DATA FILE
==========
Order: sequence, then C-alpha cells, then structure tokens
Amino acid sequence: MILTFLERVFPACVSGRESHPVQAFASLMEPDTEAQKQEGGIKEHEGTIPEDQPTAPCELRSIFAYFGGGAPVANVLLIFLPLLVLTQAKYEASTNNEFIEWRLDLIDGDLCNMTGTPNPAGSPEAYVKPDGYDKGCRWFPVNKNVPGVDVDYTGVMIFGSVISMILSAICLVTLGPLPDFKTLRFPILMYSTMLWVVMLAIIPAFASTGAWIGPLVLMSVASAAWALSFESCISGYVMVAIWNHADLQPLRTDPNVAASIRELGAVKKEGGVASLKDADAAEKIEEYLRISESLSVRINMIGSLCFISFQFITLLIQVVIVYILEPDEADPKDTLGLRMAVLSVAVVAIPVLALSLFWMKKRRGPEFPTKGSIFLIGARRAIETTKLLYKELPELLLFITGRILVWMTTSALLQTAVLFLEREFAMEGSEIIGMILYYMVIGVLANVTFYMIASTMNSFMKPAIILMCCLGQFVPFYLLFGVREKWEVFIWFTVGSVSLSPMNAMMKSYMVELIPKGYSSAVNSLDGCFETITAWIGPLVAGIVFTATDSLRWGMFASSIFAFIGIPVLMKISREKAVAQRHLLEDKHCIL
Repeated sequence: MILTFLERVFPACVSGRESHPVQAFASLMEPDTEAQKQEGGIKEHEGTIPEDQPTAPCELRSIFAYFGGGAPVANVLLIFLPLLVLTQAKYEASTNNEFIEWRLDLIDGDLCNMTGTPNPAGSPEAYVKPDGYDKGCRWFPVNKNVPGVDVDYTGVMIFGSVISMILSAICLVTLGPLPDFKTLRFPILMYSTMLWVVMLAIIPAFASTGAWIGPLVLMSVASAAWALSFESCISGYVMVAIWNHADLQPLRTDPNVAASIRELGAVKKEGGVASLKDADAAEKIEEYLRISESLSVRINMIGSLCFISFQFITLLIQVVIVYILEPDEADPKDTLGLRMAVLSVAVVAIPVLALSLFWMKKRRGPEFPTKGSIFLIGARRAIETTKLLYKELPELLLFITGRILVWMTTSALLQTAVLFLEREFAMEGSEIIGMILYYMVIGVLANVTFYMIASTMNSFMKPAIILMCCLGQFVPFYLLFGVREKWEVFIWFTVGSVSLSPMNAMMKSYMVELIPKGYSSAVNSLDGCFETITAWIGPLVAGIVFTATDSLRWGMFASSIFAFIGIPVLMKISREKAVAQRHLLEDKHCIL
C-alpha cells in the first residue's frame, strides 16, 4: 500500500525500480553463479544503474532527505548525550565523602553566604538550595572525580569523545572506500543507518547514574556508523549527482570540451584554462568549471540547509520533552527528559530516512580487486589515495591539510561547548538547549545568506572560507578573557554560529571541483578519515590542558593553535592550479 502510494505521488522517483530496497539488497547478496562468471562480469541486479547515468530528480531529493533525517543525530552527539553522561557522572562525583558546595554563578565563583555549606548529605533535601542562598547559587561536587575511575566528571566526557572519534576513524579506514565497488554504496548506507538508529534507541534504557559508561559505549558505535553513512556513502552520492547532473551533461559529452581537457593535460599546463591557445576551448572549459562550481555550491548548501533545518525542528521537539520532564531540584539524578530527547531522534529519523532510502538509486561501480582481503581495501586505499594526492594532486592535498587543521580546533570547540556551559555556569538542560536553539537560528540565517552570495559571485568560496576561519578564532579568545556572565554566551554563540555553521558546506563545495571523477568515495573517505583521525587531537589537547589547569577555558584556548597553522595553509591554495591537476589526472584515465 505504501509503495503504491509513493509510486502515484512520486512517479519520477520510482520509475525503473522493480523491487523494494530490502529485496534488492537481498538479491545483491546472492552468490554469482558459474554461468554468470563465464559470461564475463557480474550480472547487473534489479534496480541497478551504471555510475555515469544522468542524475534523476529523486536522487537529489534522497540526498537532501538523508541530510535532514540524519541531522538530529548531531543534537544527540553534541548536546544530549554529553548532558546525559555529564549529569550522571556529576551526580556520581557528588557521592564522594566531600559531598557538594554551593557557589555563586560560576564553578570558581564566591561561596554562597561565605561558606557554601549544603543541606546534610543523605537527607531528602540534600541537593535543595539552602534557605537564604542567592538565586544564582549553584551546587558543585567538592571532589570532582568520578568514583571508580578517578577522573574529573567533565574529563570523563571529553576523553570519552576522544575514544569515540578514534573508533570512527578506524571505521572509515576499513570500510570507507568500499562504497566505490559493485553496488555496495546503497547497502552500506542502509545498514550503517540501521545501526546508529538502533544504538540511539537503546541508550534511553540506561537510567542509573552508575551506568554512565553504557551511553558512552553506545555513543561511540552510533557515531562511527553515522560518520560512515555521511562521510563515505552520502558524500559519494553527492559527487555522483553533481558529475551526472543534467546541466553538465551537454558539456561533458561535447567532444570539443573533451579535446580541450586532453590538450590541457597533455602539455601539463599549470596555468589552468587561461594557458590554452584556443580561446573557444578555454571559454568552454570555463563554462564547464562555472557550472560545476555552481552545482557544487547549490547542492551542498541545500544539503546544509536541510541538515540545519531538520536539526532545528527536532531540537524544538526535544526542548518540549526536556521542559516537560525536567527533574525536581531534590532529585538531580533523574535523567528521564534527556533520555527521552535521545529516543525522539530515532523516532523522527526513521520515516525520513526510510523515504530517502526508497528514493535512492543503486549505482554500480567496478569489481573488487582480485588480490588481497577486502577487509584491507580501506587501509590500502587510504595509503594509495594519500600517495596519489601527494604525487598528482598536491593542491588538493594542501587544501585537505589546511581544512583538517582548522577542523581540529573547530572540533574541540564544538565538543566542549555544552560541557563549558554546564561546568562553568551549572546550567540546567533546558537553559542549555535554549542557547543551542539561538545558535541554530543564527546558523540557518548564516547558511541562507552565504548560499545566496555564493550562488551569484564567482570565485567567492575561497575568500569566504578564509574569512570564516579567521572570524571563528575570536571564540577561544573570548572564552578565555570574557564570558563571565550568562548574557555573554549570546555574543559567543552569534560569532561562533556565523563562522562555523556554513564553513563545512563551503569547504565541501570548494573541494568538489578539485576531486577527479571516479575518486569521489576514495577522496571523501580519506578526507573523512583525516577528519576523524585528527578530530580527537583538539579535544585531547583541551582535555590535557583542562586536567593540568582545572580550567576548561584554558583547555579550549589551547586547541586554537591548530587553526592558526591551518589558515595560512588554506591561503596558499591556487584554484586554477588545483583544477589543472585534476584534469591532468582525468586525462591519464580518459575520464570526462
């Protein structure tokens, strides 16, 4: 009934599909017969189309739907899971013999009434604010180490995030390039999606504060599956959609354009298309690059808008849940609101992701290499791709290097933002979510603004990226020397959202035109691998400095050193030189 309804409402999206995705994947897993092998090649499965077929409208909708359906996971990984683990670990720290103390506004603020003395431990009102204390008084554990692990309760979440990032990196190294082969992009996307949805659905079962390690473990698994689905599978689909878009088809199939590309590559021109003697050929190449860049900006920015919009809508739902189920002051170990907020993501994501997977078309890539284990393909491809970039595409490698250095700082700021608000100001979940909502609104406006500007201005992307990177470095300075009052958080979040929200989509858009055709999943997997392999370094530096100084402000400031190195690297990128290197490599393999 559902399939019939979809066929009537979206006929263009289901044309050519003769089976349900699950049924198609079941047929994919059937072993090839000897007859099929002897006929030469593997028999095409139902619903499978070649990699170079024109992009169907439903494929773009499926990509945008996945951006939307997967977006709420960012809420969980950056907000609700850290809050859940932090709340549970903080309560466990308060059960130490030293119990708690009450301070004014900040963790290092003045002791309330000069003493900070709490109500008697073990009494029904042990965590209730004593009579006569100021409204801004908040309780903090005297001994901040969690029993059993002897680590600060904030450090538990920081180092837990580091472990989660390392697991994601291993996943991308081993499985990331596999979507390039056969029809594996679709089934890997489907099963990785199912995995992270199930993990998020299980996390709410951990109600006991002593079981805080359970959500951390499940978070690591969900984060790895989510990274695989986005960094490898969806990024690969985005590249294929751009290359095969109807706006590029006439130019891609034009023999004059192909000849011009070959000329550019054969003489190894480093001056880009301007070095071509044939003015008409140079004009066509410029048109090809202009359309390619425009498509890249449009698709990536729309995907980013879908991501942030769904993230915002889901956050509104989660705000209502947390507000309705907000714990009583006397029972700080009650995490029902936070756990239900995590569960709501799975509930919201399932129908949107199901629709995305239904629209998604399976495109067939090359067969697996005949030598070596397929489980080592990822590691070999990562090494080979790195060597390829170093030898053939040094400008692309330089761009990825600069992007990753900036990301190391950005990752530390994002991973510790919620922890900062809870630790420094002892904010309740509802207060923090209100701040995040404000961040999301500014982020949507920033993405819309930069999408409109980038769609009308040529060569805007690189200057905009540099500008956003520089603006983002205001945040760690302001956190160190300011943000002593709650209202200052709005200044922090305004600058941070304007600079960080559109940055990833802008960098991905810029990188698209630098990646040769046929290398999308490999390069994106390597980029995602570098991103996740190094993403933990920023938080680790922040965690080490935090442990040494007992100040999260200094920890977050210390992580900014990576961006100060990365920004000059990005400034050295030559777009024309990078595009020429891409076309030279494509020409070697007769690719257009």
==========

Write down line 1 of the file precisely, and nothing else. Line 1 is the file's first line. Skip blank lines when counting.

Order: sequence, then C-alpha cells, then structure tokens